Kelsi Lindberg wasn’t looking specifically at the TTAP Program when she happened upon it. She’d been working for the Social Security Administration and wanted to find something more meaningful. Lindberg, a former member of the U.S. Navy, who also is interested in historic preservation, came across the TTAP position while searching for other jobs. Since joining the TTAP Team at Andrew Johnson National Cemetery, Kelsi “enjoys performing meaningful and important work, which definitely makes me want to come in each and every morning.” Like Vicars, Kelsi also hopes to travel in the future and see what opportunities may be out there, and that’s what made this opportunity appealing – the new skills she’s learning may help her find a job or possible career working for the National Park Service.

Selena Spadafino, the newest member of the TTAP Team, came to her position by another route. Spadafino has always been passionate about taking care of the planet. Like many young people, she had her fill of “indoor” jobs – working in radio, and even as a bar tender; however, a life-long desire to work outdoors led her to ROPES work and even as a supervisor at a Zip-line operation. She discovered the TTAP Program through an online agency and was excited at the possibility of pursuing a career in conservation with a land management agency. “I practice conservation and sustainability in my own life, and I’d like to educate others about it too.” Like Vicars and Lindberg, Spadafino realizes that the new skills she is learning through her TTAP internship at Andrew Johnson National Cemetery, may open doors in the future.

The Andrew Johnson National Cemetery’s TTAP Program is administered by the American Conservation Experience (ACE). The Interns perform a variety of cultural landscape management duties at the cemetery and as each readily admits it’s not always an easy job. Lindberg learned that she had to become aware of her own limitations, while Vicars admitted that making the transition to being a morning person wasn’t easy. “Pushing a loaded wheelbarrow along an incline isn’t easy either,” Lindberg says with a grin. Both appreciate how thorough the National Park Service’s commitment to safety is. “We’re trained on everything and never, never go into a job without the proper PPE (Personal Protective Equipment) and a supervisor.”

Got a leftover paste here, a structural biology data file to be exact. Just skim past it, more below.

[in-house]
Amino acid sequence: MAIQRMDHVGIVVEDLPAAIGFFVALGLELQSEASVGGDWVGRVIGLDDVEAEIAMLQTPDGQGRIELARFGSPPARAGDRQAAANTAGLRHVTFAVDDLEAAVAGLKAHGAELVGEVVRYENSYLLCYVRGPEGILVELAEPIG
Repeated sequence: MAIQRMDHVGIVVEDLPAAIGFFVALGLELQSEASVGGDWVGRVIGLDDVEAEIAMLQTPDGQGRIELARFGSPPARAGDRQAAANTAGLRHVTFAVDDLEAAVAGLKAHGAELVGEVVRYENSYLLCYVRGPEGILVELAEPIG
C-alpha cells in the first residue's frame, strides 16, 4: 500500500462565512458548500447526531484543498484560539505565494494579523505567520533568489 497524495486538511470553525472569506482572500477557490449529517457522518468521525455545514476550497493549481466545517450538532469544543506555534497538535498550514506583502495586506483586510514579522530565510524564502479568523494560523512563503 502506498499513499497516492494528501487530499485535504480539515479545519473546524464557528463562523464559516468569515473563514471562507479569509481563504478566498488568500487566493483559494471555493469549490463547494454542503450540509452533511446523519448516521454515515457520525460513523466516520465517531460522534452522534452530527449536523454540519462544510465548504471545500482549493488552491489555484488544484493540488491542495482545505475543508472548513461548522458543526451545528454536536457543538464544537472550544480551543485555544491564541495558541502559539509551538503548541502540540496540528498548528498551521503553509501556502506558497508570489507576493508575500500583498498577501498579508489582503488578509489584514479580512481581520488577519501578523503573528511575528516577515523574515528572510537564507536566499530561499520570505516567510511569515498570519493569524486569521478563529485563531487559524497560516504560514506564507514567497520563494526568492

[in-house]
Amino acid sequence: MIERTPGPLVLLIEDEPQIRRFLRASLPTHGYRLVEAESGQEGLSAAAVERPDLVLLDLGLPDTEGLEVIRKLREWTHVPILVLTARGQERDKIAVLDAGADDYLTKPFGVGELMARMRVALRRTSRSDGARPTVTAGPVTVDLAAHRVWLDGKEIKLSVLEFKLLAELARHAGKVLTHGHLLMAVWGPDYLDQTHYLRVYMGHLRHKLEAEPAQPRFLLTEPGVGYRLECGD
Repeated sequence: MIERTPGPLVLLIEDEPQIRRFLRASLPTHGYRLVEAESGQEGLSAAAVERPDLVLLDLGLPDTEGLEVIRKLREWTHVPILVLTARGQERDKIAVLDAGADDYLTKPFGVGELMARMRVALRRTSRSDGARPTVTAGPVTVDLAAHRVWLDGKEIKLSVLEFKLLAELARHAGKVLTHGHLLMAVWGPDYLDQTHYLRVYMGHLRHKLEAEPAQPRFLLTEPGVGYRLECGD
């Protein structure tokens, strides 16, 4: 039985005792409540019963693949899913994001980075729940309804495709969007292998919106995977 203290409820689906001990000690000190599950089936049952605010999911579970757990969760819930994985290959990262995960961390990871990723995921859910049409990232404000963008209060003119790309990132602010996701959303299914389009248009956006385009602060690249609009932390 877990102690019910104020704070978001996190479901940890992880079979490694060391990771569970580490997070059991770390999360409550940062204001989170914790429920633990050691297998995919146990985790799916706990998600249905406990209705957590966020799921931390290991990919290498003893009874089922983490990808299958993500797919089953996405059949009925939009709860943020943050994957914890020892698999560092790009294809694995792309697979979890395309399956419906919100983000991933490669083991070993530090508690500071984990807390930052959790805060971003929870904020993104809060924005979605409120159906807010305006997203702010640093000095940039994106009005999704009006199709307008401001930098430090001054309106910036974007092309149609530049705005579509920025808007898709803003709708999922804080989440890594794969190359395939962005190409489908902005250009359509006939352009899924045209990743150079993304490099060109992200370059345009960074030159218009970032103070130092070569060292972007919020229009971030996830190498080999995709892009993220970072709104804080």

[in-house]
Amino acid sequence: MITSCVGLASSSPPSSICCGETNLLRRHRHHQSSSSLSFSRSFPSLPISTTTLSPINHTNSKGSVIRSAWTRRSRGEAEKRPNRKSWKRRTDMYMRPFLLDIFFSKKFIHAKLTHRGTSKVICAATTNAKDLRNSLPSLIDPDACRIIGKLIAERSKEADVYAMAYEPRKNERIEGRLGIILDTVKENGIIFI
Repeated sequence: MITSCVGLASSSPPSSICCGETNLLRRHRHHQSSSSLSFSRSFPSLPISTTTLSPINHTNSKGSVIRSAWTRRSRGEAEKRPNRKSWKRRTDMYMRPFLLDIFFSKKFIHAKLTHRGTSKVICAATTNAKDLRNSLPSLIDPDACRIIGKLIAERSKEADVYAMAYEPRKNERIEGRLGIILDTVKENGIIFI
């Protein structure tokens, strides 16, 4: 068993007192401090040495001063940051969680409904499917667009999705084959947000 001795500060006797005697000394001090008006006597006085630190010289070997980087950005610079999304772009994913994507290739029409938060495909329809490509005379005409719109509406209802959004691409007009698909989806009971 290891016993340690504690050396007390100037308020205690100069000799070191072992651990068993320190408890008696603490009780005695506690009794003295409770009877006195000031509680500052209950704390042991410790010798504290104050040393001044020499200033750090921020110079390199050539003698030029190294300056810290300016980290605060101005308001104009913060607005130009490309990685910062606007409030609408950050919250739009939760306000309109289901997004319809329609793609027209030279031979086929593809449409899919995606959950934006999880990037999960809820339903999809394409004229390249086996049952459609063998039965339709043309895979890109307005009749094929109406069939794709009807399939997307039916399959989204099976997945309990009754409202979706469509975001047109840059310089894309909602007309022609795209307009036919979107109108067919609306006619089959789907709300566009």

All three TTAP interns agree that what they are doing at the cemetery is meaningful work, not only in their own lives, but also in the lives of the families of those interred here. “Taking care of the final resting place for our veterans is important,” Lindberg says. “Because, in life, they took care of us.”

To learn more about the National Park Service TTAP Program, visit…

To learn more about the Andrew Johnson National Cemetery, visit…

Last updated: May 20, 2024

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Andrew Johnson National Historic Site
121 Monument Ave.

Greeneville, TN 37743


423 638-3551